Collection Consultancy Australia Pty Ltd collects personal information for a variety of reasons. This personal information will be collected in the normal course of business and will relate to Goods and/or Services that are provided by Collection Consultancy Australia Pty Ltd to clients. This information collected will be done so in the course of business where the client is a customer of Collection Consultancy Australia Pty Ltd or when the client acts as a guarantor for another person or company that is a client of Collection Consultancy Australia Pty Ltd. Collection Consultancy Australia Pty Ltd will not collect information that is not relevant or sensitive in nature unless it is required in the normal course of business.

    The personal information that is collected may include, but will not be limited to the following;
    1/Full name
    2/Address
    3/Date of birth
    4/Credit references if applicable
    5/Publicly available information which relate to the client’s activities in Australia
    6/Any information recorded in the National Personal Insolvency Index
    7/The client acknowledges that provided the correct Privacy Act disclosures have been made that Collection Consultancy Australia Pty Ltd may conduct a credit report on the client for the purposes of evaluating the credit worthiness of the client.
    8/Driver’s license details
    9/Medical insurance details (if applicable)
    10/Electronic contact details including email, Facebook and Twitter details
    11/Next of kin and other contact information where applicable

    Collection Consultancy Australia Pty Ltd ensures that all personal information is held in a secure manner. Where applicable and to the best of Collection Consultancy Australia Pty Ltd’s knowledge all computers or servers have the required security protections in place to safeguard and protect any personal information that is held by Collection Consultancy Australia Pty Ltd.

    We use cookies on our website. Cookies are small files which are stored on your computer. They are designed to hold a modest amount of data (including personal information) specific to a particular client and website and can be accessed either by the web server or the client’s computer. In so far as those cookies are not strictly necessary for the provision of Collection Consultancy Australia Pty Ltd’s services, we will ask you to consent to our use of cookies when you first visit our website.
    In the event that you utilise our website for the purpose of purchases/orders, Collection Consultancy Australia Pty Ltd agrees to display reference to cookies and /or similar tracking technologies, such as pixels and web beacons (if applicable), and requests consent for Collection Consultancy Australia Pty Ltd collecting your personal information which may include:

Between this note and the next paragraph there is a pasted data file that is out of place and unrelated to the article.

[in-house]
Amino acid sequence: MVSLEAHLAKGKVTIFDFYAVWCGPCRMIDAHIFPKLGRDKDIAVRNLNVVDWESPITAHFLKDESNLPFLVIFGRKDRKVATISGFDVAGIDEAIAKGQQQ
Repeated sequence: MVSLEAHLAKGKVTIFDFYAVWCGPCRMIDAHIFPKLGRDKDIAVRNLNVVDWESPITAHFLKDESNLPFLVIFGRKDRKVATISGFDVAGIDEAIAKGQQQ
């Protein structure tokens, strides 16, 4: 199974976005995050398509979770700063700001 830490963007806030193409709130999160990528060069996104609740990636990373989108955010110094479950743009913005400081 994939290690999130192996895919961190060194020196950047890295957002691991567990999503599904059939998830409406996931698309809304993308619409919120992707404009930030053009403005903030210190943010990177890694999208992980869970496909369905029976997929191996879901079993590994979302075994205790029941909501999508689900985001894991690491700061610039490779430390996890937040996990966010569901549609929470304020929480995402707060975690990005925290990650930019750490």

(a)IP address, browser, email client type and other similar details;
    (b)Tracking website usage and traffic; and
    (c)Reports are available to Collection Consultancy Australia Pty Ltd when Collection Consultancy Australia Pty Ltd sends an email to the client, so Collection Consultancy Australia Pty Ltd may collect and review that information

    Our website incorporates privacy controls which affect how we will process your personal data. By using the privacy control, you can advise us if you would like to receive direct marketing communications. You can access the privacy controls via
    info@collectionconsultancy.com.au OR:
    If you consent to Collection Consultancy Australia Pty Ltd’s use of cookies on our website and later wish to withdraw your consent, you may manage and control Collection Consultancy Australia Pty Ltd’s privacy controls through your browser, including removing cookies by deleting them from your browser history when you leave the site.

    Collection Consultancy Australia Pty Ltd also regularly conducts internal risk management reviews to ensure that its infrastructure (to the best of its knowledge) is secure and any identifiable risks have been mitigated as much as they can be in the normal course of business.

    4.Procedures and Responding to Potential Breaches of Privacy
    In accordance with the NDB, Collection Consultancy Australia Pty Ltd is aware of its responsibilities to notify its clients in the event of a potential data breach that may cause serious harm to clients. Further, in the event the client is located in the Europe Union (“EU”), Collection Consultancy Australia Pty Ltd acknowledges that any potential data breaches will be safeguarded by the provisions of the GDPR.

    Collection Consultancy Australia Pty Ltd will collect and process personal information in the normal course of business. This personal information may be collected and processed (but is not limited to) by any of the following methods;
    1/Credit applications forms
    2/Work Authorisation forms, quote forms or any other business documentation
    3/Publicly available databases that hold information
    4/Websites that detail information such as Sensis, Facebook, Google etc.
    5/By verbally asking you for information as part of normal business practices

    Where relevant to data processing as per the GDPR, and in particular where Collection Consultancy Australia Pty Ltd uses new technologies, and takes into account the nature, scope, context and purposes of processing and considers that the data processing is likely to result in a high risk to the rights and freedoms of natural persons, the Privacy Officer shall, prior to the processing of personal information, carry out an assessment of impact of the envisaged processing operations on the protection impact assessment. The data protection assessment will be required in instances whereby: